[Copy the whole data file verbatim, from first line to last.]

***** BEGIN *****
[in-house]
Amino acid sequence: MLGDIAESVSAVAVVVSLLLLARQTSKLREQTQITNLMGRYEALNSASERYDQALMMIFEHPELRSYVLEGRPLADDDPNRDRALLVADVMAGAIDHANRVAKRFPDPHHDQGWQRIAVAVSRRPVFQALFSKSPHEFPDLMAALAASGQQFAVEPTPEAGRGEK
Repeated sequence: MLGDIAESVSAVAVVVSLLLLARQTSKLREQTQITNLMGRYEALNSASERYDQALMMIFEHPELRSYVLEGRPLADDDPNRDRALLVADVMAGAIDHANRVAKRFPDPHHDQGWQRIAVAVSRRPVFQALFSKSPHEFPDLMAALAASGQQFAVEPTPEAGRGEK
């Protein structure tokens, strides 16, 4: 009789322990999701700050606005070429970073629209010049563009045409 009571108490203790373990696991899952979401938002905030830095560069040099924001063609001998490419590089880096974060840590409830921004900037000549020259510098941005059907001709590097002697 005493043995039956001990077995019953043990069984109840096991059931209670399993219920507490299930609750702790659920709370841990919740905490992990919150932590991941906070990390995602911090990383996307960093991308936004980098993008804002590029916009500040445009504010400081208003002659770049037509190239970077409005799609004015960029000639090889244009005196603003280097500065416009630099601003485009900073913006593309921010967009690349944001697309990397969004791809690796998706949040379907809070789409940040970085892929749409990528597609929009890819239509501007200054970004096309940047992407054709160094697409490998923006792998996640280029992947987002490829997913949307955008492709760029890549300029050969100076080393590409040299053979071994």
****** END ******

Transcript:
[in-house]
Amino acid sequence: MLGDIAESVSAVAVVVSLLLLARQTSKLREQTQITNLMGRYEALNSASERYDQALMMIFEHPELRSYVLEGRPLADDDPNRDRALLVADVMAGAIDHANRVAKRFPDPHHDQGWQRIAVAVSRRPVFQALFSKSPHEFPDLMAALAASGQQFAVEPTPEAGRGEK
Repeated sequence: MLGDIAESVSAVAVVVSLLLLARQTSKLREQTQITNLMGRYEALNSASERYDQALMMIFEHPELRSYVLEGRPLADDDPNRDRALLVADVMAGAIDHANRVAKRFPDPHHDQGWQRIAVAVSRRPVFQALFSKSPHEFPDLMAALAASGQQFAVEPTPEAGRGEK
């Protein structure tokens, strides 16, 4: 009789322990999701700050606005070429970073629209010049563009045409 009571108490203790373990696991899952979401938002905030830095560069040099924001063609001998490419590089880096974060840590409830921004900037000549020259510098941005059907001709590097002697 005493043995039956001990077995019953043990069984109840096991059931209670399993219920507490299930609750702790659920709370841990919740905490992990919150932590991941906070990390995602911090990383996307960093991308936004980098993008804002590029916009500040445009504010400081208003002659770049037509190239970077409005799609004015960029000639090889244009005196603003280097500065416009630099601003485009900073913006593309921010967009690349944001697309990397969004791809690796998706949040379907809070789409940040970085892929749409990528597609929009890819239509501007200054970004096309940047992407054709160094697409490998923006792998996640280029992947987002490829997913949307955008492709760029890549300029050969100076080393590409040299053979071994």